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J Am Chem Soc. 2008 Jun 18;130(24):7736-45. doi: 10.1021/ja802008q. Epub 2008 May 28.

Bifunctional CD22 ligands use multimeric immunoglobulins as protein scaffolds in assembly of immune complexes on B cells.

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Department of Chemical Physiology, The Scripps Research Institute, 10550 N. Torrey Pines Road, La Jolla, California 92037, USA.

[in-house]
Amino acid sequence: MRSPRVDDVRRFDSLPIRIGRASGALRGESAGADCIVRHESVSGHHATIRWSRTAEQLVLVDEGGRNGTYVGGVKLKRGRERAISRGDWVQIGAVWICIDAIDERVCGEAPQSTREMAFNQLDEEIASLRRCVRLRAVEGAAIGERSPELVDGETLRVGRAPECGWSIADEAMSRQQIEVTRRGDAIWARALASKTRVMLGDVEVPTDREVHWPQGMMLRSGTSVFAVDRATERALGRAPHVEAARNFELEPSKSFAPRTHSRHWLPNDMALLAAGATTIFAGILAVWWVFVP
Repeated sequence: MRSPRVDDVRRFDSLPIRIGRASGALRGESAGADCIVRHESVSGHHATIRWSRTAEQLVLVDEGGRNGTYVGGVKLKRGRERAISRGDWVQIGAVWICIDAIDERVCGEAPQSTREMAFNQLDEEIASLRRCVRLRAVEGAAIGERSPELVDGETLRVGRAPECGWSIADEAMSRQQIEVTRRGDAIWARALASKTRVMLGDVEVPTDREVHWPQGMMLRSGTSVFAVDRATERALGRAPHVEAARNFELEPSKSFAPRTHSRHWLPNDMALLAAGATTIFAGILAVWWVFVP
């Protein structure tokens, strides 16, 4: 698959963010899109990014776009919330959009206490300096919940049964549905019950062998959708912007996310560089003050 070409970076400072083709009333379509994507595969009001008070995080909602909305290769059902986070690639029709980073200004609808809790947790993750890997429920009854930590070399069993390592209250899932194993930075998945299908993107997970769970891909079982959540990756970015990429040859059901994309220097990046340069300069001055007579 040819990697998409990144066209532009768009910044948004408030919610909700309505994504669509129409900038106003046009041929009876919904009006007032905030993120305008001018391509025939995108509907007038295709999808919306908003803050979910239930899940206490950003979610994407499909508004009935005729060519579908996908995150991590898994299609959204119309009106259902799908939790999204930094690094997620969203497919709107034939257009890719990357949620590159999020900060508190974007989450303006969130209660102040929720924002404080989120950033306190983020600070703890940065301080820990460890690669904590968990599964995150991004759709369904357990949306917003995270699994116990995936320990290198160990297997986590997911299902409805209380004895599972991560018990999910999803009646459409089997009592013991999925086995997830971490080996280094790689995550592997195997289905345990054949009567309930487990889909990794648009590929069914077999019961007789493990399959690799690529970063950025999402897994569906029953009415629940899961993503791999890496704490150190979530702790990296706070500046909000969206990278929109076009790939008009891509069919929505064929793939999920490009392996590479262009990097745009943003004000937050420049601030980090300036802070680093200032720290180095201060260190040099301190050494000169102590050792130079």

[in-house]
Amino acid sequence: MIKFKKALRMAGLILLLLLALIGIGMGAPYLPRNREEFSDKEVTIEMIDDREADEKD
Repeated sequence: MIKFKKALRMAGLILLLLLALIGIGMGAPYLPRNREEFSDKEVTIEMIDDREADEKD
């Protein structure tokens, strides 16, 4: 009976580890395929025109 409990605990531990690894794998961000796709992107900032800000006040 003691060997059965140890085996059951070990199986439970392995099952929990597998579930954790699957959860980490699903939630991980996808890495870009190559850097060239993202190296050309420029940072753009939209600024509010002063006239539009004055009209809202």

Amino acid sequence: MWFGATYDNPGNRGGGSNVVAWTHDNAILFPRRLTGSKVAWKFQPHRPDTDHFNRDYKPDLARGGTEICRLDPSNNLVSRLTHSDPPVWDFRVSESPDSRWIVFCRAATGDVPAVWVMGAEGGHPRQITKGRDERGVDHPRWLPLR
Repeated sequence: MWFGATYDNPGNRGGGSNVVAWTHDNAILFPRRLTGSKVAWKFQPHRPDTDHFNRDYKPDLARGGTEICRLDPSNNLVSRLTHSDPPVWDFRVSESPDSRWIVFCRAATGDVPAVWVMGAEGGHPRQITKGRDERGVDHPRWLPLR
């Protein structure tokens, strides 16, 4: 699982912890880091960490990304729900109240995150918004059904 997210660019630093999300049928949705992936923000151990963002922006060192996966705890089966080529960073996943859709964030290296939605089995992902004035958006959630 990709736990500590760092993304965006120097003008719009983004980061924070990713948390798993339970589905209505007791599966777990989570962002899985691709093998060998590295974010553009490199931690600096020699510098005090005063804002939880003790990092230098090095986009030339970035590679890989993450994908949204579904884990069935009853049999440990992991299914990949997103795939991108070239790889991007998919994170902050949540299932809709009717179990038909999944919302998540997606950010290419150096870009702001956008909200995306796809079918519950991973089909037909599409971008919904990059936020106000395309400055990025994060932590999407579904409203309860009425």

CD22 is a B cell-specific sialic acid-binding immunoglobulin-like lectin (Siglec) whose function as a regulator of B cell signaling is modulated by its interaction with glycan ligands bearing the sequence NeuAc alpha2-6Gal. To date, only highly multivalent polymeric ligands (n = 450) have achieved sufficient avidity to bind to CD22 on native B cells. Here we demonstrate that a synthetic bifunctional molecule comprising a ligand of CD22 linked to an antigen (nitrophenol; NP) can use a monoclonal anti-NP IgM as a decavalent protein scaffold to efficiently drive assembly of IgM-CD22 complexes on the surface of native B cells. Surprisingly, anti-NP antibodies of lower valency, IgA (n = 4) and IgG (n = 2), were also found to drive complex formation, though with lower avidity. Ligands bearing alternate linkers of variable length and structure were constructed to establish the importance of a minimal length requirement, and versatility in the structural requirement. We show that the ligand drives assembly of IgM complexes exclusively on the surface of B cells and not other classes of white blood cells that do not express CD22, which lends itself to the possibility of targeting B cells in certain hematopoietic malignancies.

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